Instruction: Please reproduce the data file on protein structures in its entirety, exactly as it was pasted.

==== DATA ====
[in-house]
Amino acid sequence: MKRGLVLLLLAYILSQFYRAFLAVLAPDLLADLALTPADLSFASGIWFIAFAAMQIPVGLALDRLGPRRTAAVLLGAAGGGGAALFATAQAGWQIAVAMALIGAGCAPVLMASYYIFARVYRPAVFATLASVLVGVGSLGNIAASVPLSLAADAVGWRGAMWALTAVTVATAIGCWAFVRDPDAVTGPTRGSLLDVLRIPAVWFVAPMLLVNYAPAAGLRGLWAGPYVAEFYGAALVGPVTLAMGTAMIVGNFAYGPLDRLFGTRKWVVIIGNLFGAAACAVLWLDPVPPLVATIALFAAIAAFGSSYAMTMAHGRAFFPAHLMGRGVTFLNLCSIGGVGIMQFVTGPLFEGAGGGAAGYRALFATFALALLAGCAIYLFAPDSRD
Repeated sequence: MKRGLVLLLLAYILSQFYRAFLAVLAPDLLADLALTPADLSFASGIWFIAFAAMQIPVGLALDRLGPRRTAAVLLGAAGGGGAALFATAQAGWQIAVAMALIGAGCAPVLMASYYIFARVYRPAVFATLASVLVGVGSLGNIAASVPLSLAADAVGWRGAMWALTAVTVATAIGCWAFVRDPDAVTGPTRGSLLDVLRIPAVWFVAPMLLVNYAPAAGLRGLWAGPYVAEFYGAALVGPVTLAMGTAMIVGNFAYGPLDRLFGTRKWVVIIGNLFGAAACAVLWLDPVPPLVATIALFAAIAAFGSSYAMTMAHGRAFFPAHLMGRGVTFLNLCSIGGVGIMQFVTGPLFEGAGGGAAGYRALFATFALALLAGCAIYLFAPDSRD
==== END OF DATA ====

[in-house]
Amino acid sequence: MKRGLVLLLLAYILSQFYRAFLAVLAPDLLADLALTPADLSFASGIWFIAFAAMQIPVGLALDRLGPRRTAAVLLGAAGGGGAALFATAQAGWQIAVAMALIGAGCAPVLMASYYIFARVYRPAVFATLASVLVGVGSLGNIAASVPLSLAADAVGWRGAMWALTAVTVATAIGCWAFVRDPDAVTGPTRGSLLDVLRIPAVWFVAPMLLVNYAPAAGLRGLWAGPYVAEFYGAALVGPVTLAMGTAMIVGNFAYGPLDRLFGTRKWVVIIGNLFGAAACAVLWLDPVPPLVATIALFAAIAAFGSSYAMTMAHGRAFFPAHLMGRGVTFLNLCSIGGVGIMQFVTGPLFEGAGGGAAGYRALFATFALALLAGCAIYLFAPDSRD
Repeated sequence: MKRGLVLLLLAYILSQFYRAFLAVLAPDLLADLALTPADLSFASGIWFIAFAAMQIPVGLALDRLGPRRTAAVLLGAAGGGGAALFATAQAGWQIAVAMALIGAGCAPVLMASYYIFARVYRPAVFATLASVLVGVGSLGNIAASVPLSLAADAVGWRGAMWALTAVTVATAIGCWAFVRDPDAVTGPTRGSLLDVLRIPAVWFVAPMLLVNYAPAAGLRGLWAGPYVAEFYGAALVGPVTLAMGTAMIVGNFAYGPLDRLFGTRKWVVIIGNLFGAAACAVLWLDPVPPLVATIALFAAIAAFGSSYAMTMAHGRAFFPAHLMGRGVTFLNLCSIGGVGIMQFVTGPLFEGAGGGAAGYRALFATFALALLAGCAIYLFAPDSRD